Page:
Australian government fails in bid to delay Novak Djokovic visa hearing

The Australian government has failed in a bid to delay Novak Djokovic’s visa hearing until after the Australian Open draw is finalised.

The Australian government has failed in a bid to delay Novak Djokovic’s visa hearing until after the Australian Open draw is finalised.
The Australian government has failed in a bid to delay Novak Djokovic’s visa hearing until after the Australian Open draw is finalised.

Judge Anthony Kelly rejected, in an order published on Sunday, the submission by home affairs minister Karen Andrews on Saturday to push Monday’s hearing to Wednesday.

But the judge left the government with the option of making another application to delay on Monday.

The Federal Circuit Court heard on Thursday that Tennis Australia had said it would need to know by Tuesday for scheduling purposes if the world number one could compete in the Australian Open.

Kelly at the time, however, insisted the court would not be rushed, adding: “The tail won’t be wagging the dog here.”

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Djokovic’s lawyers have claimed the Serb was granted a vaccine exemption to enter Australia because he contracted Covid-19 last month.

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In court documents published on Saturday, it was stated Djokovic recorded a positive test on December 16, and has “not had a fever or respiratory symptoms of COVID-19 in the last 72 hours”.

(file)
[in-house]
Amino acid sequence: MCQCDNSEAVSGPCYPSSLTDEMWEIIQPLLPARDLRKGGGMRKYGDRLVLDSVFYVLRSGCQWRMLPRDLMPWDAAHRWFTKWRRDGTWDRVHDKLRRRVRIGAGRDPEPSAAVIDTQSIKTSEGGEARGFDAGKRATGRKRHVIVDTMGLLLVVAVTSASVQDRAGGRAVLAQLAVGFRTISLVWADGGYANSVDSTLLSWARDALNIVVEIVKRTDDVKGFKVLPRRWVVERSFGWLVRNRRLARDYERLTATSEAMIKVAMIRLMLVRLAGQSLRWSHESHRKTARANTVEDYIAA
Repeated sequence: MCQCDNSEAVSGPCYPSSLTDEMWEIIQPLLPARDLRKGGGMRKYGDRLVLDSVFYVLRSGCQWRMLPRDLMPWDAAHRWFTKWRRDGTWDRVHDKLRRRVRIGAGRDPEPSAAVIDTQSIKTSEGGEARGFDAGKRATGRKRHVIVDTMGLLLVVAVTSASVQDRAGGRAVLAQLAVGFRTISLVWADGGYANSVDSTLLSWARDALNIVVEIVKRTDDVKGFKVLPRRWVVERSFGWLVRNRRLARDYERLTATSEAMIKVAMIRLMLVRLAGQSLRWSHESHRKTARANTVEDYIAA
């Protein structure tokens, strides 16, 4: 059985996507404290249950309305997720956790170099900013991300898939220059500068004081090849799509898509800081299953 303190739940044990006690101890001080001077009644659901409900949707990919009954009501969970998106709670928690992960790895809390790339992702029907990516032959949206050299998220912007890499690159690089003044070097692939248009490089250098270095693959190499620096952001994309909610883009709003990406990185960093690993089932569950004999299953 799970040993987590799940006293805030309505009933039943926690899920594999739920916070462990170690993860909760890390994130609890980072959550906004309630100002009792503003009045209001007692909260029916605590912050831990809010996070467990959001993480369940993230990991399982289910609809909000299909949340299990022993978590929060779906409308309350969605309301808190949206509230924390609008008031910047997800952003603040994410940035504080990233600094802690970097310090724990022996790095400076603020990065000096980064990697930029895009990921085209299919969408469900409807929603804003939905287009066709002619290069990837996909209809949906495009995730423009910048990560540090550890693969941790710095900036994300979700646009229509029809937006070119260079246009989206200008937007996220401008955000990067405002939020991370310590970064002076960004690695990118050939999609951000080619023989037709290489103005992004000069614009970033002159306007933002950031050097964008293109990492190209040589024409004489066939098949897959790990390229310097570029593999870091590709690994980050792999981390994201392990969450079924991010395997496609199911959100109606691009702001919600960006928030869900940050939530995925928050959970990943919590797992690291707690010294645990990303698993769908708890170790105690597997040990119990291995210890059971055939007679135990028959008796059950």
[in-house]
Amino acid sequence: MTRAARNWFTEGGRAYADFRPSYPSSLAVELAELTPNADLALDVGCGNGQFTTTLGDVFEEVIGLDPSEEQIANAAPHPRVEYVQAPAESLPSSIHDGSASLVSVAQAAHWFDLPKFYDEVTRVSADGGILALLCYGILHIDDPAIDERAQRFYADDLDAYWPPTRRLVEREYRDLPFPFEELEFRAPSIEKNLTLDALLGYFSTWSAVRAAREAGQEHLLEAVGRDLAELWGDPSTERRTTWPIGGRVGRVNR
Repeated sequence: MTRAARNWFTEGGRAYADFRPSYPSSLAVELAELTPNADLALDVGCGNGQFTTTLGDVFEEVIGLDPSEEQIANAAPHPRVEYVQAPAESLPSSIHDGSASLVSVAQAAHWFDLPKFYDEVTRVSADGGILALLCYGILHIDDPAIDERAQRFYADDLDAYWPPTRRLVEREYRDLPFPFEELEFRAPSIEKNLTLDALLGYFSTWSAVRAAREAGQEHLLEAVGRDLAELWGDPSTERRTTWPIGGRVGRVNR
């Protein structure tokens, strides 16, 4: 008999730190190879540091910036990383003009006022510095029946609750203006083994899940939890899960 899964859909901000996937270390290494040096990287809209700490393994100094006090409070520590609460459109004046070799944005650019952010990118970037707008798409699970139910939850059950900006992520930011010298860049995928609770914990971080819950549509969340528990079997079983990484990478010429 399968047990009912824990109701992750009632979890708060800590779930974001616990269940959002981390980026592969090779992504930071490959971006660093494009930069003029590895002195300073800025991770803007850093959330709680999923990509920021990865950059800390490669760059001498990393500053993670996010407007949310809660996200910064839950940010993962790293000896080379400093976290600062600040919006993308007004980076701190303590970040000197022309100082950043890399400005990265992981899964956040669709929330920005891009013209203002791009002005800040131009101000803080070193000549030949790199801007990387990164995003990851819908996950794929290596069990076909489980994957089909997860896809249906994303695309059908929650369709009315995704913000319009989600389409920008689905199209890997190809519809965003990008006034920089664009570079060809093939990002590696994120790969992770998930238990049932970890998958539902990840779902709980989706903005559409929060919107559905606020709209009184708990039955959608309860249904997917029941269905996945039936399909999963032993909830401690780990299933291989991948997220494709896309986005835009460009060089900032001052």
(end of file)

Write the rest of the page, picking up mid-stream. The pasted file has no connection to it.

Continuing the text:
Djokovic has been detained at an immigration facility in Melbourne since Thursday morning after his visa was cancelled following scrutiny of the medical exemption he had secured to travel to the first tennis major of the year.

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According to his legal team, Djokovic was also provided with a letter from the Chief Medical Officer of Tennis Australia recording he had a medical exemption from Covid vaccination.

It is claimed that the exemption certificate was “provided by an Independent Expert Medical Review panel commissioned by Tennis Australia”, and that “the decision of that panel had been reviewed and endorsed by an independent Medical Exemptions Review Panel of the Victorian State Government”.

Djokovic’s lawyers added that he was granted an “Australian Travel Declaration” because he was told by the authorities that [he met] the requirements for a quarantine-free arrival into Australia”.

On Friday, it emerged that two other people connected to the tournament have joined Djokovic in being instructed to leave the country.

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Djokovic, 34, is under instruction to stay at Melbourne’s Park Hotel, which is used to house asylum seekers and refugees, before Monday’s hearing.

He broke his silence on Instagram, saying: “Thank you to people around the world for your continuous support. I can feel it and it is greatly appreciated.”